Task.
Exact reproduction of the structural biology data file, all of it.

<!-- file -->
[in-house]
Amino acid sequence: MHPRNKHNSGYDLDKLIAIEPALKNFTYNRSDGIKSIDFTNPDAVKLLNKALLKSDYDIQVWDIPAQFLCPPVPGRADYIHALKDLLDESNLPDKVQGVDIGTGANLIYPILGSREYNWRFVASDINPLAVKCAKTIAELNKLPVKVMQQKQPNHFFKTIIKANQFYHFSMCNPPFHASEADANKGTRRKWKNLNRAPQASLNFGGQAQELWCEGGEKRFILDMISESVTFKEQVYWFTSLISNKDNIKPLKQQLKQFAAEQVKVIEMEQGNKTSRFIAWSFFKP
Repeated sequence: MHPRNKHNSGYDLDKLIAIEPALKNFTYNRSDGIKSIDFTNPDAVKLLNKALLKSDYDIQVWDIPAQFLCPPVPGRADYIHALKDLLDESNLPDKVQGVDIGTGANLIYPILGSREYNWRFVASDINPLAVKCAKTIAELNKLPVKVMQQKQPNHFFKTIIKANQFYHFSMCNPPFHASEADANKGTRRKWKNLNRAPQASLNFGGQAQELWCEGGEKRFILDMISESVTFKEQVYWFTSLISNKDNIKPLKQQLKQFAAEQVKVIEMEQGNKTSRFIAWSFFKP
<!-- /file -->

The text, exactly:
[in-house]
Amino acid sequence: MHPRNKHNSGYDLDKLIAIEPALKNFTYNRSDGIKSIDFTNPDAVKLLNKALLKSDYDIQVWDIPAQFLCPPVPGRADYIHALKDLLDESNLPDKVQGVDIGTGANLIYPILGSREYNWRFVASDINPLAVKCAKTIAELNKLPVKVMQQKQPNHFFKTIIKANQFYHFSMCNPPFHASEADANKGTRRKWKNLNRAPQASLNFGGQAQELWCEGGEKRFILDMISESVTFKEQVYWFTSLISNKDNIKPLKQQLKQFAAEQVKVIEMEQGNKTSRFIAWSFFKP
Repeated sequence: MHPRNKHNSGYDLDKLIAIEPALKNFTYNRSDGIKSIDFTNPDAVKLLNKALLKSDYDIQVWDIPAQFLCPPVPGRADYIHALKDLLDESNLPDKVQGVDIGTGANLIYPILGSREYNWRFVASDINPLAVKCAKTIAELNKLPVKVMQQKQPNHFFKTIIKANQFYHFSMCNPPFHASEADANKGTRRKWKNLNRAPQASLNFGGQAQELWCEGGEKRFILDMISESVTFKEQVYWFTSLISNKDNIKPLKQQLKQFAAEQVKVIEMEQGNKTSRFIAWSFFKP